By the middle 1800s, 6,000 tons of desiccated coconut was being shipped. This figure multiplied by ten in 1900. There are two major stages of maturity for the coconut: Young Coconut-prized for its sweet, revitalizing juice - the meat is very thin, soft and sweet. Mature Coconut-thick, firm flesh used in shredded form world-wide mostly for baked goods. The mature coconut flesh is very nutty and has a somewhat chewy texture with much higher oil content than the young coconut.
Vistors to Yoconut.com
Click on the picture for more from IFE2007
Coconuts "soul food of the tropics."
The coconut is rated very highly in many parts of the world as a “tree of life”, mainly because it provides, much that is important to the everyday needs to so many people.
We believe that countries were the coconut palm grows; more then likely received the first seeds from the world’s oceans - little buoyant bobbing green nuts being washed ashore in Southeast Asia, India, many Pacific Islands, Hawaii, South America and Florida. No one really is 100% sure from which region the coconut originated, but an educated guess names Malaysia and Indonesia.
Early explorers thought that the three eyes at the base of the coconut were similar to a goblin or monkey face. And so it was named from the ancient Portuguese word “coco,” which means goblin or monkey face.
!519 was the year that Magellan had 5 ships leaving Spain in the hope of find a route west to the Spice Islands. On one of those ships there was a passenger called Antonio Pigafetta - A nobleman from Venice. Lucky for us Antonio kept an excellent journal of his journey!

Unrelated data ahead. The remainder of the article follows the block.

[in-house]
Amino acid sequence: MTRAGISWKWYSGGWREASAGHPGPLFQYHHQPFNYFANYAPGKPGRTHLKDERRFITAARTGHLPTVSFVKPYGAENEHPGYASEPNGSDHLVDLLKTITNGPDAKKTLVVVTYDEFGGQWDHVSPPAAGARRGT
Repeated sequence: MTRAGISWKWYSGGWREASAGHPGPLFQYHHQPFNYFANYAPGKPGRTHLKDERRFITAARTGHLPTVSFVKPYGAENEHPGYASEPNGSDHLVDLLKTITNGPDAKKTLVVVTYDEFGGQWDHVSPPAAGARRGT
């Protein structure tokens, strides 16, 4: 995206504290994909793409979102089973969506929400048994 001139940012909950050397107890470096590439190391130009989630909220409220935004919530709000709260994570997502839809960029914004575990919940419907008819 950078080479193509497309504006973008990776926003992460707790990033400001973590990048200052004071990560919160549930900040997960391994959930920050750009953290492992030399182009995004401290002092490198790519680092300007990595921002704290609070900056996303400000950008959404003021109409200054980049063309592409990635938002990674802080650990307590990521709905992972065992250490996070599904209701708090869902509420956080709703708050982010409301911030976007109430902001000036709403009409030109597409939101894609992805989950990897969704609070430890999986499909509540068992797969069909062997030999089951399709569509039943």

After problems with disease and starvation the fleet decided as a last resort to go ashore on Guam. The landing party, were met by savage natives wearing coconut shell masks and shaking coconut shell rattles. After a lot of negotiating they left with much needed provisions and a very good supply of coconuts!
Antonio Pigafetta wrote in his journal: "Coconuts are the fruit of the palm trees. And as we have bread, wine, oil and vinegar, so they get all these things from the said trees ... With two of these palm trees a whole family of ten can sustain itself...they last for a hundred years."
Many travelers made mention of coconuts, however, they remained very much unknown outside of their tropics, until around the 1830s when an English person named J.W.Bennett wrote about the coconut, revealing that the charcoal from the shell, for example, was a beneficial tooth cleanser, and the water from the coconut helped remove wrinkles. This “wrinkle cream” finally spurred European interest in the "nut." With sugar plentiful in Europe during this time period, candy and pastry businesses boomed. Fruits and nuts were incorporated into confections, and naturally the coconut flesh was quite desirable.
Because of the expense involved in shipping whole coconuts to England a French Company - JH Vavasseur and Company - set up shop in Ceylon with a unique solution to the expensive shipping issue: shred the coconut flesh, dry it thoroughly (less spoilage and easier to pack) and it ship off to destinations demanding it.
copyright PLL 2007
History of the Coconut!